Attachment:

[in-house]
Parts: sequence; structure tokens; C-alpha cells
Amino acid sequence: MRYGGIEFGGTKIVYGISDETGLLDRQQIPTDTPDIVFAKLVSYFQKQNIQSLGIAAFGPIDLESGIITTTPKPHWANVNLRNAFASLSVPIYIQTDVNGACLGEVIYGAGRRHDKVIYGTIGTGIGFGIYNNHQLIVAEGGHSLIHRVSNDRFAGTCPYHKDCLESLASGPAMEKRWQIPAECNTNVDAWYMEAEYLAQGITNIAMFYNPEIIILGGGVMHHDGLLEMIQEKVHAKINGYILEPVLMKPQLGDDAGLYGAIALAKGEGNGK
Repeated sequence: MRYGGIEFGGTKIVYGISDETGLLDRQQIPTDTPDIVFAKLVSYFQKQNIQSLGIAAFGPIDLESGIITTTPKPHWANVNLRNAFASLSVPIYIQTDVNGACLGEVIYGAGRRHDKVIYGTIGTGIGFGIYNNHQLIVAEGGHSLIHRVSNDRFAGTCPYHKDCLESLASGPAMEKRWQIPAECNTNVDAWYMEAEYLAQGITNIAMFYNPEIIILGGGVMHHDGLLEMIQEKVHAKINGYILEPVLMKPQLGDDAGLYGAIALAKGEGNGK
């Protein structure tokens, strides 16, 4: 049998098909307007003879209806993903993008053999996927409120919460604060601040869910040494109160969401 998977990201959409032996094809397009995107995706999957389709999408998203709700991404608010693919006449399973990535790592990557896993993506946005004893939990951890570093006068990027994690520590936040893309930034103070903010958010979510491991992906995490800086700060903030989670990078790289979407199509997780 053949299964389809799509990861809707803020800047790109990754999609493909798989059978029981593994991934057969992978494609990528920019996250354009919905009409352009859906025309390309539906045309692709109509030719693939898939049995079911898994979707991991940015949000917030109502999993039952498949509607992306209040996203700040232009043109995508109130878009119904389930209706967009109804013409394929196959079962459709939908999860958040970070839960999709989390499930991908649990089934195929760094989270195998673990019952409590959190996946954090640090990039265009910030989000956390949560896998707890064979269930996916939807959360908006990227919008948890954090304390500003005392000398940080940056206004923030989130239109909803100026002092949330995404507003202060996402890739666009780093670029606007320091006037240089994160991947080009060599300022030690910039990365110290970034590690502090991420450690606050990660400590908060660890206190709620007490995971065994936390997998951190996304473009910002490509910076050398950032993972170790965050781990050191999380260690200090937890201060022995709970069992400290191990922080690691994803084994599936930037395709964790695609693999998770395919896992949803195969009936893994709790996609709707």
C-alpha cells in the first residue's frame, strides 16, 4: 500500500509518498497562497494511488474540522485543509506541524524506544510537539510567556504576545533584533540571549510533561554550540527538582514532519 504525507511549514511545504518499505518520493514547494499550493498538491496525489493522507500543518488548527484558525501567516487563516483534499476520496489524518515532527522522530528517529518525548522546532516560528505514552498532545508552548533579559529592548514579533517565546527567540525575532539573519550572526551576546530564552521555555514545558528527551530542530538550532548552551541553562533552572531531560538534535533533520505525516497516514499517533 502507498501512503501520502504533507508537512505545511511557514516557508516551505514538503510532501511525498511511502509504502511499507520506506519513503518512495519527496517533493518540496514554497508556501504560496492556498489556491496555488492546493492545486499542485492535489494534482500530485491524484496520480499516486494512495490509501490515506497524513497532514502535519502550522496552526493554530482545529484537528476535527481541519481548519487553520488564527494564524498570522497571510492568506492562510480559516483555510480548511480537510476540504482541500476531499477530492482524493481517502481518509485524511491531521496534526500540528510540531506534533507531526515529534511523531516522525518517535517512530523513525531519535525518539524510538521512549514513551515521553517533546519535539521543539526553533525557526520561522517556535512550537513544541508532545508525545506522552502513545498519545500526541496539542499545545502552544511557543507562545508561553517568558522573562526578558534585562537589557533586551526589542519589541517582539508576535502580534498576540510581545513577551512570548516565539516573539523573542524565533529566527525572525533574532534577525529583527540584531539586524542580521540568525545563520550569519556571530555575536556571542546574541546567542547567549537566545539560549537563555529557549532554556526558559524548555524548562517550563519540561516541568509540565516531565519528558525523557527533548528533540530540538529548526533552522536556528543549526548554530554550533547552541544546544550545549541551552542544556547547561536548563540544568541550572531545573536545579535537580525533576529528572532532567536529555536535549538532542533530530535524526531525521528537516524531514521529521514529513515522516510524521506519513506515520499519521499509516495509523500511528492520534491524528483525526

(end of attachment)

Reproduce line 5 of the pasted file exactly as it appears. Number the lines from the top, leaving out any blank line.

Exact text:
């Protein structure tokens, strides 16, 4: 049998098909307007003879209806993903993008053999996927409120919460604060601040869910040494109160969401 998977990201959409032996094809397009995107995706999957389709999408998203709700991404608010693919006449399973990535790592990557896993993506946005004893939990951890570093006068990027994690520590936040893309930034103070903010958010979510491991992906995490800086700060903030989670990078790289979407199509997780 053949299964389809799509990861809707803020800047790109990754999609493909798989059978029981593994991934057969992978494609990528920019996250354009919905009409352009859906025309390309539906045309692709109509030719693939898939049995079911898994979707991991940015949000917030109502999993039952498949509607992306209040996203700040232009043109995508109130878009119904389930209706967009109804013409394929196959079962459709939908999860958040970070839960999709989390499930991908649990089934195929760094989270195998673990019952409590959190996946954090640090990039265009910030989000956390949560896998707890064979269930996916939807959360908006990227919008948890954090304390500003005392000398940080940056206004923030989130239109909803100026002092949330995404507003202060996402890739666009780093670029606007320091006037240089994160991947080009060599300022030690910039990365110290970034590690502090991420450690606050990660400590908060660890206190709620007490995971065994936390997998951190996304473009910002490509910076050398950032993972170790965050781990050191999380260690200090937890201060022995709970069992400290191990922080690691994803084994599936930037395709964790695609693999998770395919896992949803195969009936893994709790996609709707």